The performance funding model that ends up being implemented in Kentucky needs to include in its measures of success how well the state’s public postsecondary institutions are doing at helping low-income students, including adults, successfully move through developmental education courses, persist in earning college credits and acquire degrees and other credentials. This model should not include measures that discourage institutions from serving underprepared low-income students or dissuade this population from attending.

Why Success Among Low-Income Adults Is an Important Measure

In 2013, 65.6 percent of Kentuckians in their primary earning years (25-54) did not have an associate’s degree or higher. 2 These adults typically have lower wages than those with more education, which makes it difficult to meet basic family expenses, help move their children out of poverty and into higher education in the future, contribute to the state economy and save for retirement.

While postsecondary degree attainment in Kentucky has been growing, little to no progress has been made on addressing the gaps between degree attainment for low-income and other college students. The bachelor’s degree graduation rate for all Kentucky students at four-year institutions in 2015 was 49.4 percent, up from 47 percent in 2009. Meanwhile, the bachelor’s graduation rate for low-income students was 36.3 percent — down from 46.2 percent in 2009. 3

Among the barriers faced by low-income students who are often adults are: financial difficulties, the need to work and support a family, being academically underprepared and losing momentum in developmental education courses rather than moving on to credit bearing courses, and the need for supports like intensive advising and counseling particularly for first generation college students. 4 At its best, performance funding could help the state’s higher education institutions address these gaps in degree attainment.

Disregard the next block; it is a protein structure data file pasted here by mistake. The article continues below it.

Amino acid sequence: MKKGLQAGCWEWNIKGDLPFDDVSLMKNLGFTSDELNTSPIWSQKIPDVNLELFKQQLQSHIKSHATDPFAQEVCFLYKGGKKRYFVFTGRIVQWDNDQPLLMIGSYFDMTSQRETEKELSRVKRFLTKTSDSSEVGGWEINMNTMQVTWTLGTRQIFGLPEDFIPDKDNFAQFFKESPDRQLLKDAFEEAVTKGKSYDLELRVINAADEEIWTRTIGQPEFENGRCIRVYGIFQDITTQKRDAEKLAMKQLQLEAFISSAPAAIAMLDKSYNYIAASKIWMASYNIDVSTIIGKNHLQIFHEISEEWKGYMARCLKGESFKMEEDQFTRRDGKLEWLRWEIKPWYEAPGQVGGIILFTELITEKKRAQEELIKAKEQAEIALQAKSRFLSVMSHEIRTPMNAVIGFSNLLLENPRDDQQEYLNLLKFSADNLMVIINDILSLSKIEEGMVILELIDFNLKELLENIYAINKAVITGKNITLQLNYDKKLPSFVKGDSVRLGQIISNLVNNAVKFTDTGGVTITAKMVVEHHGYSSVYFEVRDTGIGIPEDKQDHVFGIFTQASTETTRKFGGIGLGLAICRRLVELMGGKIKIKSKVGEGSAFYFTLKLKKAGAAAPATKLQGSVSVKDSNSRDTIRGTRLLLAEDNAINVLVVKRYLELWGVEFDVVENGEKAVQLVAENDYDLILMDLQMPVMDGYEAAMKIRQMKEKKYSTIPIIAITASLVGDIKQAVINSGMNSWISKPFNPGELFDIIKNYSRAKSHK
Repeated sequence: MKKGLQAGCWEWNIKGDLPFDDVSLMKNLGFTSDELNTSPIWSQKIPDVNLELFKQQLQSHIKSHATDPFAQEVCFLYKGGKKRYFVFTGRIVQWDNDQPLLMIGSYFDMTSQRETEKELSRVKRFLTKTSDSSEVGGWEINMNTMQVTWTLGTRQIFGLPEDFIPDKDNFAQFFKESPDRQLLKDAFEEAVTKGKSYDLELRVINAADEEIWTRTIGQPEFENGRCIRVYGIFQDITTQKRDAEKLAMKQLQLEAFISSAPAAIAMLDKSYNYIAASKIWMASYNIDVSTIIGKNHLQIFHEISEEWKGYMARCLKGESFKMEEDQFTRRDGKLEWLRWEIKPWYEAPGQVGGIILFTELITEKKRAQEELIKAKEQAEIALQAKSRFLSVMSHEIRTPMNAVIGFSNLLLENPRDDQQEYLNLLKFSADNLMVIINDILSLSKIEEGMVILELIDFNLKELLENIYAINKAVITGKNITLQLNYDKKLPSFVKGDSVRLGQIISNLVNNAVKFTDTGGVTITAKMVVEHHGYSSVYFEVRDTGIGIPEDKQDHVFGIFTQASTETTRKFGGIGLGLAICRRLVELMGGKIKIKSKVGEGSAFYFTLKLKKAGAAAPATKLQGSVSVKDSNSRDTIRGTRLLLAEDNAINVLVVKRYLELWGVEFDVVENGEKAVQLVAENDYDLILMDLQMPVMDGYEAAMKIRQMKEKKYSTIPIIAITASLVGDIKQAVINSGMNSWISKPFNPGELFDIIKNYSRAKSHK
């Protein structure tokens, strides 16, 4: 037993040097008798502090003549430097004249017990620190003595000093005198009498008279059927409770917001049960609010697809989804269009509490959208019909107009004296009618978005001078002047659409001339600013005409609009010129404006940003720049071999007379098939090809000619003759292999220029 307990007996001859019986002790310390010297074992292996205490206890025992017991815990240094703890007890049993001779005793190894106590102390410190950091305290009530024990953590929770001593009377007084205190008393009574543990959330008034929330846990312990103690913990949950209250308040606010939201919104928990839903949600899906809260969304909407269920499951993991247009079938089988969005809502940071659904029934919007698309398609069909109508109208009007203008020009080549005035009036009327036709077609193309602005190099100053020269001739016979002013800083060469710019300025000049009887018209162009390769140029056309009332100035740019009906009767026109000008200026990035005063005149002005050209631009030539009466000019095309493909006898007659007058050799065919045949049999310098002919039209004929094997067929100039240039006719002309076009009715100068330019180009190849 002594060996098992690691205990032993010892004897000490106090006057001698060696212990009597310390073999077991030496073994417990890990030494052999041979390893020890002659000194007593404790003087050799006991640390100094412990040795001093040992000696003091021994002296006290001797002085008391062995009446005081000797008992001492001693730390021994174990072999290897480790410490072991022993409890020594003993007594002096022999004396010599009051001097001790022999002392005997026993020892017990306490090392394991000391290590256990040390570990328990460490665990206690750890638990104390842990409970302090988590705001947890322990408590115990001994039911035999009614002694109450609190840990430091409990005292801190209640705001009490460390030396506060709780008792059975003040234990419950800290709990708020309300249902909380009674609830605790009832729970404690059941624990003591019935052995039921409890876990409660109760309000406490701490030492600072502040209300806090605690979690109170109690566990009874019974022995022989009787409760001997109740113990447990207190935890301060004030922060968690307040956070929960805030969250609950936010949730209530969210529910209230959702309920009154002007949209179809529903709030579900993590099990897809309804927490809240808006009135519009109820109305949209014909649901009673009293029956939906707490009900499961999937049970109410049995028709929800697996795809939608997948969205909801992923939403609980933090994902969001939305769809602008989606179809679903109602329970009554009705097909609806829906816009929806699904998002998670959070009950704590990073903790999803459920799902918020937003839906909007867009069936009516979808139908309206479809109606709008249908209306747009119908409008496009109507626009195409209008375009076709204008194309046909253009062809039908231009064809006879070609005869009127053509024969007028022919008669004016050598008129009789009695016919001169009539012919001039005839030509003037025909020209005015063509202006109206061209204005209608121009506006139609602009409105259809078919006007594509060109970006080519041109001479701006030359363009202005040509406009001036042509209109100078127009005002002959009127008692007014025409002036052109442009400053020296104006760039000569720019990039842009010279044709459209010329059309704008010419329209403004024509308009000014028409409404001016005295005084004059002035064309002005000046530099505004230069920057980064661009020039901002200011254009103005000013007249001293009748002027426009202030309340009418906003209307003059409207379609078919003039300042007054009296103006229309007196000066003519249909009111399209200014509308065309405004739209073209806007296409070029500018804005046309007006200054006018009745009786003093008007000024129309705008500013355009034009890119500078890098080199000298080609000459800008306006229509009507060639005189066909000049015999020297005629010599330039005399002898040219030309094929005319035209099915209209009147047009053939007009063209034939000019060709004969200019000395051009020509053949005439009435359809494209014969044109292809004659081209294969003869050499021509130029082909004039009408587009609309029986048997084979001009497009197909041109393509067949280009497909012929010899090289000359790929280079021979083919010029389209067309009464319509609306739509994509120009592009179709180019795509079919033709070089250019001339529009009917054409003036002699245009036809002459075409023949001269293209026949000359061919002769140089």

Strategies for Promoting Successful Outcomes for All Students

As outlined in a Working Poor Families Project report, among the strategies for ensuring that performance-based funding promotes success for all students are: 5

Measure performance broadly — for instance, by including all types of students and educational programs. This includes part-time as well as full-time students and certificate as well as diploma programs.

Adopt performance criteria that reward intermediate educational outcomes, as well as longer term ones. This includes acknowledging educational checkpoints related to student success in addition to credential attainment. Such intermediate educational outcomes could include: completion of a first course in developmental education; transition from developmental education to a first credit bearing course; attainment of the first 15 and 30 credit hours of college level instruction; and receipt of a degree, diploma or certificate.

Include incentives for serving disadvantaged Kentuckians like low-income working adults. This is important as these students typically face multiple barriers to success in college.